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Month: August 2020

Once Upon A Time It Was Now Review

Once Upon A Time It Was Now, 2nd edition, written by James Alexander Thom, is a wonderful book on the art of writing historical fiction. His ultimate goal is to write books that inspire others, regardless of whether the endings are happy or sad.

He does not dwell much on the craft of writing itself, but his focus is how to write historically. In this regard he does bring up life experiences that need to be considered that most would not think of, especially since in the past they thought and did differently than we do today. No glossing over either, he brings up the grittiness of life that most of us would prefer not to think about.

A chapter on technology discusses the use of paper vs. computers from a few of his fellow historians and historical writers. And a few ideas for research organization, which if done right will produce reams.

His book was written in response to Stephen Ambrose’s quip, “A novelist doesn’t have to have facts.” Most of this book goes into detail on how and why historical novels should be as factually accurate as possible. One of the best reasons I read was that they are read when history books would not be. I count myself one of these people, loving to read novels about historical figures.

His wife, Dark Rain, wrote most of the chapter on genealogy, and if you are writing a book dealing with Indian history, she has some very valuable tips.

My favorite quote: “The climax of a novel often is a moment that seems impossible to endure. If you can force yourself to exhume and record some personal horror you wanted to leave buried, then you will have trained yourself to write powerfully about anything the protagonist of your novel has to do.”

I will probably never write a historical novel, but I learned much from his book. His advice can be used for other genres as well. The humor had me laughing quite a bit. And he was in the USMC, another thumbs up from me. A hearty recommended read.

Writing

To Many Ideas?

Scanning the internet and reading magazine articles, I see a lot of writer’s block solutions, but not hardly any who have to many ideas. A few of us feel overwhelmed with what and how to write.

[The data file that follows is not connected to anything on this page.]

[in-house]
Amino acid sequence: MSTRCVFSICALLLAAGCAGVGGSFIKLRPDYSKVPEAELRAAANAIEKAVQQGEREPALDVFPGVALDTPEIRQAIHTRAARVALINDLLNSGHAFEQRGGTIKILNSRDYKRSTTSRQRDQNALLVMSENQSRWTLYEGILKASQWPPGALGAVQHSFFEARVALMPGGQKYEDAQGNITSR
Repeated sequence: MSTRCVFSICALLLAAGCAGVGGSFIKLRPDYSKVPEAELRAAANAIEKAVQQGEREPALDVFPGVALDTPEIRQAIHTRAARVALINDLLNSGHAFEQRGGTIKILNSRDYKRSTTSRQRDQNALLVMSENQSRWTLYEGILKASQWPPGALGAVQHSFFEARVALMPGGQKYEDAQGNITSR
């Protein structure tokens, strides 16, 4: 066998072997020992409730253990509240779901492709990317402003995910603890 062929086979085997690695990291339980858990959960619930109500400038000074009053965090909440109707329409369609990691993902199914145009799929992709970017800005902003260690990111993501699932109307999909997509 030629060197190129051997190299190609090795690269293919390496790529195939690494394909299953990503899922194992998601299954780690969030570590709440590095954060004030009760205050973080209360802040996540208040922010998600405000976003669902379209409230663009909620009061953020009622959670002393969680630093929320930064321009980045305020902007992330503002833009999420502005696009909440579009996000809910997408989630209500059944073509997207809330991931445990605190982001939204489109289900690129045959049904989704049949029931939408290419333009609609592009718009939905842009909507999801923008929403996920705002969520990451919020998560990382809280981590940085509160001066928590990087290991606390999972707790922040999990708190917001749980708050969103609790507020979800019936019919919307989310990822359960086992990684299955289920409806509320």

When choosing a poetry form, sometimes I am overwhelmed with what poetry form to use. If I keep pluggin’ along the subject matter determines the form, or as some say, form follows function (which originated with late 19th and early 20th century architecture). Sometimes I write according to form, e.g., my ghazals.

For all of us writers, regardless of what genre we use, too many ideas can stifle output. One idea I found many years ago showed this problem as a problem of organization.

Write all the ideas in a free writing exercise – a list. Use different color highlights to group all the ideas and see if the ideas can become a part of bigger projects. Suit the grouping according to individual preferences: I shuffle different page notes between poems as the need arises. Some ideas may need to be tossed or kept for a later date, but if kept at least they are not clogging creativity.

As far as which one to pick first, go with what gives you joy. Reading poetry is not drudgery, and writing it should not be either.

PoetryWriting

The 4th Amendment

With today’s technology, I have been wondering where our privacy rights stand within our own homes. From my research, the lack of privacy is profound and would shock many. Privacy, to say the least, is dead.

The Fourth Amendment as follows: The right of the people to be secure in their persons, houses, papers, and effects, against unreasonable searches and seizures, shall not be violated, and no warrants shall issue, but upon probable cause, supported by oath or affirmation, and particularly describing the place to be searched, and the persons or things to be seized.

Justice Harlan in Katz v. United States (1967) explained: Thus, a man’s home is, for most purposes, a place where he expects privacy , but objects, activities, or statements that he exposes in the “plain view” of outsiders are not “protected,” because no intention to keep them to himself has been exhibited. On the other hand, conversations in the open would not be protected against being overheard, for the expectation of privacy under circumstances would be unreasonable.1


1U.S. Constitution for Dummies by Dr. Michael Arnheim

Faith

Ministers and Tyrants

“In America, as we have indicated, resistance to oppression had been a favorite topic in Yankee pulpits for more than a century. Indeed a quarter of a century before Paul Revere’s ride, one of its most articulate (albeit increasingly liberal) proponents, Jonathan Mayhew of Boston, preached:

It is blasphemy to call tyrants and oppressors God’s ministers…When [magistrates] rob and ruin the public, instead of being guardians of its peace and welfare, they immediately cease to be the ordinance and ministers of God, and no more deserve that glorious character than common pirates and highwaymen.”

The Light and the Glory by Peter Marshall and David Manuel